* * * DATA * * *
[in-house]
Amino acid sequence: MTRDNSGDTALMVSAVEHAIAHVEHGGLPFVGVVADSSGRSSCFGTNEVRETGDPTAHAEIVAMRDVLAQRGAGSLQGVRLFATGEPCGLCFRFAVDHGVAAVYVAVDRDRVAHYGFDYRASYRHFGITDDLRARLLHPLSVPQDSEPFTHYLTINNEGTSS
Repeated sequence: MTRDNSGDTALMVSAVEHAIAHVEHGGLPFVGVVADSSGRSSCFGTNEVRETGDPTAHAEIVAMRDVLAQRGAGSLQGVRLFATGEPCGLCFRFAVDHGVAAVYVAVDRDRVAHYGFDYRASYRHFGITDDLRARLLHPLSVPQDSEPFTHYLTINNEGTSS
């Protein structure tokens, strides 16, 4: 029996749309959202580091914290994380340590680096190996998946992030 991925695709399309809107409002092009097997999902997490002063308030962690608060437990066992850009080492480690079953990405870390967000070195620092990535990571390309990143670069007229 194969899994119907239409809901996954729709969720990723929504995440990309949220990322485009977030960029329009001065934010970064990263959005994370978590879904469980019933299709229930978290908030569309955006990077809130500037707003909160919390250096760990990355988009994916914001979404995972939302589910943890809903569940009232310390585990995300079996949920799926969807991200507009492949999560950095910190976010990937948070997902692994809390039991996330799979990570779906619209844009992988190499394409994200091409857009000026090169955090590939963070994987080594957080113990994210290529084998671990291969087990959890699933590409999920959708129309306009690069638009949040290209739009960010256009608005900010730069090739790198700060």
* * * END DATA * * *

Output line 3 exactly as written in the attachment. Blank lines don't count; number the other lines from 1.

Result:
Repeated sequence: MTRDNSGDTALMVSAVEHAIAHVEHGGLPFVGVVADSSGRSSCFGTNEVRETGDPTAHAEIVAMRDVLAQRGAGSLQGVRLFATGEPCGLCFRFAVDHGVAAVYVAVDRDRVAHYGFDYRASYRHFGITDDLRARLLHPLSVPQDSEPFTHYLTINNEGTSS